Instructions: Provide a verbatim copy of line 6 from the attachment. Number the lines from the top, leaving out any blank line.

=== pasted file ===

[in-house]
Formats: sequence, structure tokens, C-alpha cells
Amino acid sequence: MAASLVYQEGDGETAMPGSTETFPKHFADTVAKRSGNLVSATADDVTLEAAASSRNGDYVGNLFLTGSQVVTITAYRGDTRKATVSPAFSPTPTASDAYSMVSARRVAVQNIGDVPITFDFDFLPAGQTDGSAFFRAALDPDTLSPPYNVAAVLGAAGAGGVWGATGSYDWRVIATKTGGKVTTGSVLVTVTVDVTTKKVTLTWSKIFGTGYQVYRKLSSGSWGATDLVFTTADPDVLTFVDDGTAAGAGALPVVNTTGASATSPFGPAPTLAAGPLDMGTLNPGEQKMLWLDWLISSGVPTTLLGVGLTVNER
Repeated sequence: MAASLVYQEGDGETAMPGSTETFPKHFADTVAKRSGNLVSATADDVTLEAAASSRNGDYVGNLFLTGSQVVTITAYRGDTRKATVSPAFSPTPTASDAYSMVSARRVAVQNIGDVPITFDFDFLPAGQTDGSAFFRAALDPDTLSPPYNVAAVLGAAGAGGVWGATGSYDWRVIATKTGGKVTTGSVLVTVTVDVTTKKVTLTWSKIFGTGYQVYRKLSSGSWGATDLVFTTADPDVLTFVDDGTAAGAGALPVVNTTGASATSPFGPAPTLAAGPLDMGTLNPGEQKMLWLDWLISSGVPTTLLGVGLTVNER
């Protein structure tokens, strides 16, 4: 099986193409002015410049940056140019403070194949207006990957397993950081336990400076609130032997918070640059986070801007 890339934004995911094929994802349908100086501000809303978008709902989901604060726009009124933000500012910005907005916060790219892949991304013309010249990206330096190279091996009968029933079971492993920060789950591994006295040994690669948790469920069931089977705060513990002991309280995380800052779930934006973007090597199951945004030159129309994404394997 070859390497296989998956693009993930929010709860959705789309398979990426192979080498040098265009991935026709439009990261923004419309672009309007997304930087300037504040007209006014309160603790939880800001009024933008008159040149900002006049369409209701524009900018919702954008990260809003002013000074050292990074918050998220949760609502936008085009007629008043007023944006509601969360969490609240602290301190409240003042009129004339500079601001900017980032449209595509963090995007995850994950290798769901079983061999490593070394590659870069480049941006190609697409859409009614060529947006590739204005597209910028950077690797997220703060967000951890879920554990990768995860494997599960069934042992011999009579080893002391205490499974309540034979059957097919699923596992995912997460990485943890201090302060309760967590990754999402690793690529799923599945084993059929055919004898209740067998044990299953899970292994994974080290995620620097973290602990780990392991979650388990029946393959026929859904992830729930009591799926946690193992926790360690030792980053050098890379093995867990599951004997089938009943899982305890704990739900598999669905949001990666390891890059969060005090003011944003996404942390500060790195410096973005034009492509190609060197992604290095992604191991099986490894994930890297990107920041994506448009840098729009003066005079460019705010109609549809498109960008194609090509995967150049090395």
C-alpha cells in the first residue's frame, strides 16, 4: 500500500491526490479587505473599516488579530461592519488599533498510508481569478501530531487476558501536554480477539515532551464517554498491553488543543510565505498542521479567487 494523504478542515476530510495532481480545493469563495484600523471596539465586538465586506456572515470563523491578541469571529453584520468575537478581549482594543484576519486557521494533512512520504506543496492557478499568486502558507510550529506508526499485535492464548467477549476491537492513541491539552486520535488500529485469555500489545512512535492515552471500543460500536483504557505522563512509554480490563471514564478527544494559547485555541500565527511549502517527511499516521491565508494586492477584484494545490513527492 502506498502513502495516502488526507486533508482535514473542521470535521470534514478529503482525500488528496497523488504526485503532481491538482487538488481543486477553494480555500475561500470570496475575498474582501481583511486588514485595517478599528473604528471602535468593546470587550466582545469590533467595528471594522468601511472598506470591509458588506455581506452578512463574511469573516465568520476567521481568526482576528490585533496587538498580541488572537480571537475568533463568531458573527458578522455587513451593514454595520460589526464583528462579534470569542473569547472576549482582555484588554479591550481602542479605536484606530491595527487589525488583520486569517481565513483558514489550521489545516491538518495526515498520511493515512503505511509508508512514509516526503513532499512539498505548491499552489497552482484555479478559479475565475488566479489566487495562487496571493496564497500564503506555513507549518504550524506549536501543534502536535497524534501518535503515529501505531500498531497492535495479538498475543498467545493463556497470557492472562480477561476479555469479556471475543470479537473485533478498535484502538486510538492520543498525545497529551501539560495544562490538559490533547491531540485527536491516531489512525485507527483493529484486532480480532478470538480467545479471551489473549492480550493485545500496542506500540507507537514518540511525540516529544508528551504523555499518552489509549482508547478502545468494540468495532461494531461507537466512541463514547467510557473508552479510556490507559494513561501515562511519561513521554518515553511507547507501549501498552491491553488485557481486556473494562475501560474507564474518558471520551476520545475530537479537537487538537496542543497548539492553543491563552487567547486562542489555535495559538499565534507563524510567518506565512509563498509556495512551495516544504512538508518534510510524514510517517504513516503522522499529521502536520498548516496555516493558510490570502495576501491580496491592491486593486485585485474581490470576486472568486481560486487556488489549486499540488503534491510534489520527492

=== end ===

C-alpha cells in the first residue's frame, strides 16, 4: 500500500491526490479587505473599516488579530461592519488599533498510508481569478501530531487476558501536554480477539515532551464517554498491553488543543510565505498542521479567487 494523504478542515476530510495532481480545493469563495484600523471596539465586538465586506456572515470563523491578541469571529453584520468575537478581549482594543484576519486557521494533512512520504506543496492557478499568486502558507510550529506508526499485535492464548467477549476491537492513541491539552486520535488500529485469555500489545512512535492515552471500543460500536483504557505522563512509554480490563471514564478527544494559547485555541500565527511549502517527511499516521491565508494586492477584484494545490513527492 502506498502513502495516502488526507486533508482535514473542521470535521470534514478529503482525500488528496497523488504526485503532481491538482487538488481543486477553494480555500475561500470570496475575498474582501481583511486588514485595517478599528473604528471602535468593546470587550466582545469590533467595528471594522468601511472598506470591509458588506455581506452578512463574511469573516465568520476567521481568526482576528490585533496587538498580541488572537480571537475568533463568531458573527458578522455587513451593514454595520460589526464583528462579534470569542473569547472576549482582555484588554479591550481602542479605536484606530491595527487589525488583520486569517481565513483558514489550521489545516491538518495526515498520511493515512503505511509508508512514509516526503513532499512539498505548491499552489497552482484555479478559479475565475488566479489566487495562487496571493496564497500564503506555513507549518504550524506549536501543534502536535497524534501518535503515529501505531500498531497492535495479538498475543498467545493463556497470557492472562480477561476479555469479556471475543470479537473485533478498535484502538486510538492520543498525545497529551501539560495544562490538559490533547491531540485527536491516531489512525485507527483493529484486532480480532478470538480467545479471551489473549492480550493485545500496542506500540507507537514518540511525540516529544508528551504523555499518552489509549482508547478502545468494540468495532461494531461507537466512541463514547467510557473508552479510556490507559494513561501515562511519561513521554518515553511507547507501549501498552491491553488485557481486556473494562475501560474507564474518558471520551476520545475530537479537537487538537496542543497548539492553543491563552487567547486562542489555535495559538499565534507563524510567518506565512509563498509556495512551495516544504512538508518534510510524514510517517504513516503522522499529521502536520498548516496555516493558510490570502495576501491580496491592491486593486485585485474581490470576486472568486481560486487556488489549486499540488503534491510534489520527492